6. Essay: A Million And One Different Ways to Find Your Artistic Voice

  • Published by AAPD
  • 1,000 words

That’s what I have for 2021. What have you read and loved this year? I’m always looks for recommendations.

Happy reading!

New Story: “The Stop After the Last Station” in Uncanny Magazine!

I’m excited to announce I have a new piece published in the November/December 2021 issue of Uncanny Magazine! It’s called “The Stop After the Last Station” and I still can’t believe I got away with writing this story. I always try to do something new with every story I write and in this case the experiment was “Can I tell a story that in reverse?” It took me a while to get this story right. If you’re curious, I chat about the process with Lynne Thomas over on Uncanny’s podcast.

Also, as a warning, 75% of my upcoming stories have a train or trolley in them. I don’t know why this is my current obsession, but it is.

My soundtrack for this story was “Georgia” by Phoebe Bridgers.

Hope you enjoy!

New Story: “Questions Asked In the Belly of The World” Published at Tor.com!

Dear S—-,

I need you to keep me honest. In the next story I write I’m not allowed to use my favorite props, i.e. body-less voices, ghosts, and characters whose lives revolve around making things. Bonus points if no one gets eaten.

In the meantime, I’ve created a monster.

This was an email I sent to my friends in November 2015 when I asked them to read a very early and very rough draft of this story. It was only a shadow of what this story would become, but I knew even then that there was something in it worth telling.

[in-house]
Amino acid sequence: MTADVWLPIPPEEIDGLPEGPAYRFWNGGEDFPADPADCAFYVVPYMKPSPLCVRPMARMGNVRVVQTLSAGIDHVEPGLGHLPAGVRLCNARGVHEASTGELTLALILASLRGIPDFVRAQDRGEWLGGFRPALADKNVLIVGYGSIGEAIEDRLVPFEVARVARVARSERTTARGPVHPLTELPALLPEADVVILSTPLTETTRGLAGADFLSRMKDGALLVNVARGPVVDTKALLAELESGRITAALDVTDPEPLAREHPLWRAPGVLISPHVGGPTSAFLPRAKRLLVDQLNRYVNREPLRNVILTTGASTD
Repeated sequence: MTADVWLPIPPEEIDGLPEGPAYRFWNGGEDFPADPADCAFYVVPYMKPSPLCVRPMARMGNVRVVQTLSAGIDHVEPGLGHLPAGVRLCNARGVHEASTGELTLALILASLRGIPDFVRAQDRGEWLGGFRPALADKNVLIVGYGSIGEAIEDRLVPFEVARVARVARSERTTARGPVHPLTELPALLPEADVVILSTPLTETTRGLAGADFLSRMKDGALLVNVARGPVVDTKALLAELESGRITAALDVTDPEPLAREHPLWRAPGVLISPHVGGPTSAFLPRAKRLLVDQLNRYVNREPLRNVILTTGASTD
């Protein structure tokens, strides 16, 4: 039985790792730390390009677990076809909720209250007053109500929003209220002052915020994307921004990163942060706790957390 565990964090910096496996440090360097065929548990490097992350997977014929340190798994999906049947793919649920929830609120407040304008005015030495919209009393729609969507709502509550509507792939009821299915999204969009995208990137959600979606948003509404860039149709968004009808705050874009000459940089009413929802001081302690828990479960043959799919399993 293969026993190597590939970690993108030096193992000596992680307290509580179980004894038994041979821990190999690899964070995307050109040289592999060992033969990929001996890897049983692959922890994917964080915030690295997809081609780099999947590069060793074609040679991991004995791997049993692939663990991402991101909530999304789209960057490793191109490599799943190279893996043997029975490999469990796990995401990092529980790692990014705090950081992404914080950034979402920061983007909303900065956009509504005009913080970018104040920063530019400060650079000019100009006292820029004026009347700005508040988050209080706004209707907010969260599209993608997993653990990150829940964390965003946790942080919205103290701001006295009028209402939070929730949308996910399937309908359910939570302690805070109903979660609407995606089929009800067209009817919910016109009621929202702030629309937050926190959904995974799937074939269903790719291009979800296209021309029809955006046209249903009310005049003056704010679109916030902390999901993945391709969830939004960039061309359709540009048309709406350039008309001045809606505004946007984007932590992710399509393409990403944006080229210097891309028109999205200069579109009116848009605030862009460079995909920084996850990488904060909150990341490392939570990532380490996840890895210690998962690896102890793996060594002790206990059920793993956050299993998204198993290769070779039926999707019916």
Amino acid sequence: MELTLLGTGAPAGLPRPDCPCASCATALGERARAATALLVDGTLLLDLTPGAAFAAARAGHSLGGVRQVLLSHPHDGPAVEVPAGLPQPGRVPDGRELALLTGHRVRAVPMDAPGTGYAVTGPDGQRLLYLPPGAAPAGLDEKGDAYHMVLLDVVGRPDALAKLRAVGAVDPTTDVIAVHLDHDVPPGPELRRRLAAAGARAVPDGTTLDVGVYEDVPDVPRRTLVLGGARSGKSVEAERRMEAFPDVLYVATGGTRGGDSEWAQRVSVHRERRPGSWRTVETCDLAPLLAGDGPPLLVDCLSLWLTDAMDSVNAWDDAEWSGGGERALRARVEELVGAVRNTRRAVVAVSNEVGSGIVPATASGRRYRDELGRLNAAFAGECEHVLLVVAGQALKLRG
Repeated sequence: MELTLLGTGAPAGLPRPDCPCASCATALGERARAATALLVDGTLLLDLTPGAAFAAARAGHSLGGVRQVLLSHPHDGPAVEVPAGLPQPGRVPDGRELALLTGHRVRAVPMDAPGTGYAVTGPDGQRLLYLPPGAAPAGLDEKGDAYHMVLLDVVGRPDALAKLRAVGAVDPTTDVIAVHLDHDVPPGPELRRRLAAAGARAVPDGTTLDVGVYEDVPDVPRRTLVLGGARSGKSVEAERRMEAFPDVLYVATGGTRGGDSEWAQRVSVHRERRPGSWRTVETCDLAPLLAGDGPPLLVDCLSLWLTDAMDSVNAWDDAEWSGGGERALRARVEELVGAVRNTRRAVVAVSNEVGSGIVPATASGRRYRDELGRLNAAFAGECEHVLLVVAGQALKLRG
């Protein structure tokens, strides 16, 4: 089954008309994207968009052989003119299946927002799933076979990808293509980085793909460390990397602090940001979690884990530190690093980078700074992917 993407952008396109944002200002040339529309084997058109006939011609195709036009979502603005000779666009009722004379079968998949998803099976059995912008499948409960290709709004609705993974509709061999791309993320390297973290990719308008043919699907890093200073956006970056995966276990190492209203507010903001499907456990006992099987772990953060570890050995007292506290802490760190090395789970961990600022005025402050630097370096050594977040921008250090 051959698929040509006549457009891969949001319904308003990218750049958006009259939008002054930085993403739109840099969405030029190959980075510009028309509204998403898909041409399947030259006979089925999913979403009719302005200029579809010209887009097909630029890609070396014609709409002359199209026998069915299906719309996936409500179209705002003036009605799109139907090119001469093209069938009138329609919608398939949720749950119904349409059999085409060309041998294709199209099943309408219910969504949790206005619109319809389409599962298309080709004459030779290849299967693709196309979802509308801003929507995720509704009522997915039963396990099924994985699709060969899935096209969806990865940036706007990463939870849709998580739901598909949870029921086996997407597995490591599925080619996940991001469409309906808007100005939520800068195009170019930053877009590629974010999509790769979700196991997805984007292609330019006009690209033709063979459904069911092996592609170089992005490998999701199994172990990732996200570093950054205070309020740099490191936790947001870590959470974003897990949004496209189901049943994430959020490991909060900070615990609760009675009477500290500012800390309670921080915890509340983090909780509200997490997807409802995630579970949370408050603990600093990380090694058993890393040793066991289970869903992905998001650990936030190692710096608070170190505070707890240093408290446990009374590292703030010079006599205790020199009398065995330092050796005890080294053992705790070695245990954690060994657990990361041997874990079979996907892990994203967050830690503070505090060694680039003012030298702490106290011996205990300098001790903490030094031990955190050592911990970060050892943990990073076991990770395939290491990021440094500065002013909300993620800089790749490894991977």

I’m very pleased to announce that that first draft became “Questions Asked in the Belly of the World” and it is now live and free to read over at Tor.com.

This is a story that took me five years to get right, partly because it was outside my skill level to tell until recently and partly because it took me a while to figure out what the story was actually about. It is one of the strangest stories I’ve ever written and one of my most ambitious ones to date.

My writing soundtrack to this story was “Arsonist’s Lullaby” by Hozier.

Hope you enjoy my monster!

New Essay Published at AAPD

Hello Friends!

This is simply a quick post to say that I have a new essay published on the American Association of People with Disabilities (AAPD) blog. It’s called “A Million and One Different Ways to Find Your Artistic Voice” because apparently, I have a thing for long titles.

Here’s the description.